Saturday, February 24, 2018

What is Your Philosophy?

There's one question asked in every single interview.  It takes several different forms and several different permutations.  The words may vary from interviewer to interviewer.  And, it may be disguised to look like a simple, innocuous inquiry.  But, no matter what form its takes, you can count on being asked about your teaching philosophy.  This is one of the most important pieces of information an administrator want to know about you.  Here's a typical "philosophy" query:

     What do you want your students to remember about your classroom?

     A:   I want students to remember my classroom as a comfortable place – one that supports their needs, both physically and psychologically, and one in which each student felt secure and respected.  I want students to know that the classroom is their place; that it’s not just the teacher’s place into which they have been temporarily invited.  I want them to know that the classroom invites student engagement and celebrates the work of all students.  I want them to have a sense of ownership in the classroom; a sense that this is a place that supports, encourages, and respects each and every individual as a unique and contributing member of the class.  Their “investment of self” in the classroom will pay off in incredible educational dividends and lifelong emotional growth.
This is a great question that taps into your underlying philosophy of education.  That is to say, are you child-centered or are you subject-centered?  Do you place students ahead of standards, curriculum, and rules or is it the other way around?  Keep your response to this question focused on students (not yourself or the curriculum) and you’ll always score points.

Saturday, February 10, 2018

Tell Me About a Situation That Frustrated You.

Can you take criticism?  Do you take responsibility for your actions.  These are questions  administrators want answers for.  How you answer these queries says a lot about you and your personality.  Expect to get an interview question like this one:

     133:  Tell me about a situation that frustrated you during student teaching

     A:   I was frustrated when my college supervisor made me write out my lesson plans for the first ten weeks of student teaching.  Many of my friends only had to write complete lesson plans for the first four weeks and then they went to “block plans.”  However, in talking with my supervisor I learned that it is always advisable to over-plan – that is, write lesson plans that are more detailed and more involved early in the teaching process.  I discovered the advantage of that on two occasions – once when an assembly had to be cancelled and another when a teacher on our social studies team called in sick at the last minute.  I sure was glad to have those extended and expanded lessons – they really came in handy.  I understand now why I was asked to do a lot of over-planning early in my student teaching experience.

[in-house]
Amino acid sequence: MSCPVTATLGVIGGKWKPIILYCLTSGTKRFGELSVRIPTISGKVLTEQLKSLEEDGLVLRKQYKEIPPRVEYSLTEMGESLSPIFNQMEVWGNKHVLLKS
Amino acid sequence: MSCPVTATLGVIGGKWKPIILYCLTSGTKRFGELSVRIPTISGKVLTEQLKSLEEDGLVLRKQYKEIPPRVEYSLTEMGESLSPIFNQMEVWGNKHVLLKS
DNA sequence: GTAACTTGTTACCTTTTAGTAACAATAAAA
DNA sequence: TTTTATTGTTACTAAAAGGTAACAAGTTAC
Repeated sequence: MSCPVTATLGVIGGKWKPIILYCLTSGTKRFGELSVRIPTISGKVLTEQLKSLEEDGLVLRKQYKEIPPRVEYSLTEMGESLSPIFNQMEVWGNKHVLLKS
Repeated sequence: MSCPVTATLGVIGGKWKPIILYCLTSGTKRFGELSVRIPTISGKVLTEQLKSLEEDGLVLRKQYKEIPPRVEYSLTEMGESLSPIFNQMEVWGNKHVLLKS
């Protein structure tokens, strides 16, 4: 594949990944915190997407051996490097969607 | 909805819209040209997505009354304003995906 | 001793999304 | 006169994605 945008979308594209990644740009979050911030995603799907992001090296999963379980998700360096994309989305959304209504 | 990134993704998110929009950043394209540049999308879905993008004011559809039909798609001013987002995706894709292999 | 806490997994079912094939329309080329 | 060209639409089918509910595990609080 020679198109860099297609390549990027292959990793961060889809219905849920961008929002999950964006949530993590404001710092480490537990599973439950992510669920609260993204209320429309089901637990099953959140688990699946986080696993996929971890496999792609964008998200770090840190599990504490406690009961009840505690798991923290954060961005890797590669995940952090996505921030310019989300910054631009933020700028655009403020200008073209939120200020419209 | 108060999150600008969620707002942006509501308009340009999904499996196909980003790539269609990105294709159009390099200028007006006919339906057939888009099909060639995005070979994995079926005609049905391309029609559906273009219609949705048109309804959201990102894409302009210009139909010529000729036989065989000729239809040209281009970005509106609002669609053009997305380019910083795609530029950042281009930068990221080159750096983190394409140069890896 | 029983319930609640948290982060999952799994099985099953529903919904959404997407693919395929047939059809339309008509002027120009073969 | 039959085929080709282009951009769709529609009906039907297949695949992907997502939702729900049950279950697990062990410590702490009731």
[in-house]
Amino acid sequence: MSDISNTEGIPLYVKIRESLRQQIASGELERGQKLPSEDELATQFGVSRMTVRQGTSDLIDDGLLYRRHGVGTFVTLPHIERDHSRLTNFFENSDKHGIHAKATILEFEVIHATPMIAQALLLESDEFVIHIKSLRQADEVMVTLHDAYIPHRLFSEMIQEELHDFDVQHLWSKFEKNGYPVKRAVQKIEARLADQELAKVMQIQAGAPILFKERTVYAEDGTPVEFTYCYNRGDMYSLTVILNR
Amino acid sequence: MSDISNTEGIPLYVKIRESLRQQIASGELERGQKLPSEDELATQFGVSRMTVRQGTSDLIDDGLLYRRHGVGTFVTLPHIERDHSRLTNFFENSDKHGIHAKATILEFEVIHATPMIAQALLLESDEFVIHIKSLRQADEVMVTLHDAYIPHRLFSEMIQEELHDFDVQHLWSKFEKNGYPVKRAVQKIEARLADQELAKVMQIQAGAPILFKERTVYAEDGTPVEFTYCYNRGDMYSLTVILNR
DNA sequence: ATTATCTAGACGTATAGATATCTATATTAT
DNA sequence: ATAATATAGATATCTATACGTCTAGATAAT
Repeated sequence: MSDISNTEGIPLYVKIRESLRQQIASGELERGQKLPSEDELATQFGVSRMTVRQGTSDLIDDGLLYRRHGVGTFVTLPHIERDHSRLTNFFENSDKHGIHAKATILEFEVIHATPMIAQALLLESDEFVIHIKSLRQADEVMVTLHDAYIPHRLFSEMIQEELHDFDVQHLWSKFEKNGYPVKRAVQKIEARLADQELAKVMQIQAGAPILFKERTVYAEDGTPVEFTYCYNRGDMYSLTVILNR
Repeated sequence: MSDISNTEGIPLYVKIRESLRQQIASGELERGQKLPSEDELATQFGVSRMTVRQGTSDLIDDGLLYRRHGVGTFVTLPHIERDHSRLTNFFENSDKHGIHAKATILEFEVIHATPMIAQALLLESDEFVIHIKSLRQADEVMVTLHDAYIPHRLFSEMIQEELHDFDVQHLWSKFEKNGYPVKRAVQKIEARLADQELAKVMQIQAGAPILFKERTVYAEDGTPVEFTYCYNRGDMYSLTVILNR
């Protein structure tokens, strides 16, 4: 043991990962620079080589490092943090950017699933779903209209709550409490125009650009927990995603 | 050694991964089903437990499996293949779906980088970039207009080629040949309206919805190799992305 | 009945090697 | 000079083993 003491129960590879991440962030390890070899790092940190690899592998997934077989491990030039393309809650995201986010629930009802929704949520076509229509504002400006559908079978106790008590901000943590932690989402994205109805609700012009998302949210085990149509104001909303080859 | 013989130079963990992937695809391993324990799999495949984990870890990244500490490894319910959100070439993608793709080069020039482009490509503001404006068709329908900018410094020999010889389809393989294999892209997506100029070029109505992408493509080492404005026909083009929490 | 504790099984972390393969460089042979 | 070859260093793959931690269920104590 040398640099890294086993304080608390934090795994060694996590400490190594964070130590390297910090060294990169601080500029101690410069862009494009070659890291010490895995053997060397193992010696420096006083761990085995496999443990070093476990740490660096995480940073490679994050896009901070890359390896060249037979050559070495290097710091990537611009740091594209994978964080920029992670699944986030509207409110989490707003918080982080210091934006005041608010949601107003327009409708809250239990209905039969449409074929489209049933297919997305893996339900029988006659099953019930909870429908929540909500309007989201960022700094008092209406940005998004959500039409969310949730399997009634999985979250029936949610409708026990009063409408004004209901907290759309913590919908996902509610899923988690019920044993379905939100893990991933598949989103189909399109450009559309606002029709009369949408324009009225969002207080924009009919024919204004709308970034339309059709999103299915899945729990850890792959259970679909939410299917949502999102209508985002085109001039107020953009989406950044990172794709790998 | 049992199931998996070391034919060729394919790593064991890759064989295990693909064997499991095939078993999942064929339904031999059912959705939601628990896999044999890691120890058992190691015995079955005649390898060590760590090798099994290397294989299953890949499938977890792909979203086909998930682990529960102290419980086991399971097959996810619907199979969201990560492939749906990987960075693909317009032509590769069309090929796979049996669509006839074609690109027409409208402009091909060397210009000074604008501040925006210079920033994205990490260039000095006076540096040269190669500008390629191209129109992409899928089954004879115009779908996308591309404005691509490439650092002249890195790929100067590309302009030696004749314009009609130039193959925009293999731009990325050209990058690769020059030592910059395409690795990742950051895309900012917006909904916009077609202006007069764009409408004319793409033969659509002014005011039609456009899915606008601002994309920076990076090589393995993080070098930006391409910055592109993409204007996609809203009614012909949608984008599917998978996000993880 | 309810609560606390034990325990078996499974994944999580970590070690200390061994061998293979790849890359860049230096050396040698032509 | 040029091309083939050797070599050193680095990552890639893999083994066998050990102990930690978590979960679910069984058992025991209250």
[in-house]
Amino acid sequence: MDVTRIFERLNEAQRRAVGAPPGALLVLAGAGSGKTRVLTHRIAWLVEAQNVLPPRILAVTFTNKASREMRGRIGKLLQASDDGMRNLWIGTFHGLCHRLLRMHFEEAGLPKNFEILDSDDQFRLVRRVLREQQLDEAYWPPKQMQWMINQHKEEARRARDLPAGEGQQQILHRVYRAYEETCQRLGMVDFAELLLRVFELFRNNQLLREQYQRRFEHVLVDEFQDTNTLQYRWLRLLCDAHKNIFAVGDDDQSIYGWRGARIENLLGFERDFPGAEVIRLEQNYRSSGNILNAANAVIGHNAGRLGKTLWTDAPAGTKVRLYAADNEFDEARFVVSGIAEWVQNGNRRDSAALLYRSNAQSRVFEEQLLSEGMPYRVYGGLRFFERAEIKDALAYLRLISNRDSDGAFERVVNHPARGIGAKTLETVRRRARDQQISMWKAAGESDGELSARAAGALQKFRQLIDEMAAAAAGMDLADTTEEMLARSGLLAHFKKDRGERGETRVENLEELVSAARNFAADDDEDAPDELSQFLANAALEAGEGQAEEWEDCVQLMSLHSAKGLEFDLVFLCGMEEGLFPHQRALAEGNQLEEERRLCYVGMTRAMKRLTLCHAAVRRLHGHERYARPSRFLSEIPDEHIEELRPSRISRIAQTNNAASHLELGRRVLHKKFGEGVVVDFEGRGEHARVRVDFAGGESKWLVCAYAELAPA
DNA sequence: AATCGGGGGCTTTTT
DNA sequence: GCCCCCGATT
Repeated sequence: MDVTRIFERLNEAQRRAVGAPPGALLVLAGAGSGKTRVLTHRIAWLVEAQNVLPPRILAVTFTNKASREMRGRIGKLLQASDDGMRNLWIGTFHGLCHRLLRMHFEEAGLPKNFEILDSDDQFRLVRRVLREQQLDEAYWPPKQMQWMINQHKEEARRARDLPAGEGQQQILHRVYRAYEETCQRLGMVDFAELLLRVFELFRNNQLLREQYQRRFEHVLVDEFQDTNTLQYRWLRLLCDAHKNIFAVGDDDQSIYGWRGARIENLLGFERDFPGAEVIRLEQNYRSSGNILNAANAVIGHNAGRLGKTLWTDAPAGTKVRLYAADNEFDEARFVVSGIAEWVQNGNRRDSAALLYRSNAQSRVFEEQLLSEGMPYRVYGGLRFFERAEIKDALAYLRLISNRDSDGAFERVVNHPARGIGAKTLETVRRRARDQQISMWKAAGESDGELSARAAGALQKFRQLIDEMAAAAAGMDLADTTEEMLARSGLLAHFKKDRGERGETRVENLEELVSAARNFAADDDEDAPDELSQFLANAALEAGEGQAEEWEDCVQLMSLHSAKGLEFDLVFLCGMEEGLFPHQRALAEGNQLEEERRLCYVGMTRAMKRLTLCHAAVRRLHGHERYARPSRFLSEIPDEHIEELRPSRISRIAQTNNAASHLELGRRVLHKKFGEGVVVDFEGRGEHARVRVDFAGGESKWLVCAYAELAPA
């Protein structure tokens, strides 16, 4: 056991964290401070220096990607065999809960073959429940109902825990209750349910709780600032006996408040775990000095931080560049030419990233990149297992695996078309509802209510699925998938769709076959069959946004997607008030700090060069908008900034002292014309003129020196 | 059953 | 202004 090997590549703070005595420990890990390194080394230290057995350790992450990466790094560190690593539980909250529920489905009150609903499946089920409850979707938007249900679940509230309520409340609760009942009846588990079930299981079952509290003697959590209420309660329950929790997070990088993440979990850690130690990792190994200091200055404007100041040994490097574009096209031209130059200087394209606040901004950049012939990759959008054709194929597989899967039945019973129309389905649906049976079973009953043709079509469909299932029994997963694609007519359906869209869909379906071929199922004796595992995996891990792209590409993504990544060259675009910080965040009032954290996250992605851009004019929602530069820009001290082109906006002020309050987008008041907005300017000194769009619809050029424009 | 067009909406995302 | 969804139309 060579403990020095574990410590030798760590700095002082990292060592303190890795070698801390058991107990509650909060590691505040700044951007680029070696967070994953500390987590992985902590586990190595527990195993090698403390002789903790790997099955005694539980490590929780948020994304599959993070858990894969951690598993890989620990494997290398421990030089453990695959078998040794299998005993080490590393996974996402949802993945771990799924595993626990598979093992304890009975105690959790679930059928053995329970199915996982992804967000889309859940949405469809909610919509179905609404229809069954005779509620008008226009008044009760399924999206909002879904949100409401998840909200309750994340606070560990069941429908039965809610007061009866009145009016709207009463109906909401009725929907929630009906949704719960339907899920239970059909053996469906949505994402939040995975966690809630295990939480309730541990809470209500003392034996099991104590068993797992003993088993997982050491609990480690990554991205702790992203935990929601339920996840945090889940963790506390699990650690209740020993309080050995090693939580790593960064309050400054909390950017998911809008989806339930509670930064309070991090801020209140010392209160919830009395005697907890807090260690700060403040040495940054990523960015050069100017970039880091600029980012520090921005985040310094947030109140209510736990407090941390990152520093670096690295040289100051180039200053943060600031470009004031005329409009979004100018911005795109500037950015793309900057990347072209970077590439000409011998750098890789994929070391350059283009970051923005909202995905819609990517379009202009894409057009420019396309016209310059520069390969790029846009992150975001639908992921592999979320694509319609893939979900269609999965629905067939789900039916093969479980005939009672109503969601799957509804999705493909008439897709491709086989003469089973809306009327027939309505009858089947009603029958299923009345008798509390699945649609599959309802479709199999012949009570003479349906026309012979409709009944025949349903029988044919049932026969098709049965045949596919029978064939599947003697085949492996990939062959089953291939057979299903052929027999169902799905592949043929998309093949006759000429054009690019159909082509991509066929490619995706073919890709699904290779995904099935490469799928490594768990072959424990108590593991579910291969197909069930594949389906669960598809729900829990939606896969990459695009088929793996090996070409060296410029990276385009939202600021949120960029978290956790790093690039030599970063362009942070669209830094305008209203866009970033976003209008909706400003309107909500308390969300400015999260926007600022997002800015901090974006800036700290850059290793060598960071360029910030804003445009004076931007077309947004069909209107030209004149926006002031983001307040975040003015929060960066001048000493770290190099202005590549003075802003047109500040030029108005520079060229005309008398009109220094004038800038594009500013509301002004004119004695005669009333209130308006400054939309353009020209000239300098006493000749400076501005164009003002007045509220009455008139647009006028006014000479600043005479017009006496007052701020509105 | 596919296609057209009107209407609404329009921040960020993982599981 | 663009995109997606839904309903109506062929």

This question is designed to probe how you react to criticism.  Are you someone who blames everyone else when things don’t go right?  Or, are you someone who takes advice and uses it in a positive way to become a better teacher?  This is a grand opportunity for you to show how you turned a negative into a positive.

Tuesday, January 23, 2018

Your First Teaching Job?

Here's a tricky question - one that will let the interviewer know whether you've done your homework about the school or district.  It's a question you want to answer with confidence and assurance.

Since this will be your first teaching job, how do you know you’ll like the career path?

A:   I’ve spent a lot of time in classrooms – during my field experiences requirements, student teaching experience, and volunteer work at the elementary school in my hometown.  I talked to several teachers here and throughout the district and asked them what they enjoy most about the Wide Open Spaces School District and they all said they especially like the camaraderie and support system in place for teachers.  I get a real sense that there is a spirit of cooperation and dedication here that is important in the education of children, but equally so in maintaining high morale and a vision for the future.  I believe I can thrive in this type of atmosphere and am confident that my philosophy and that of the school will be a long-term match.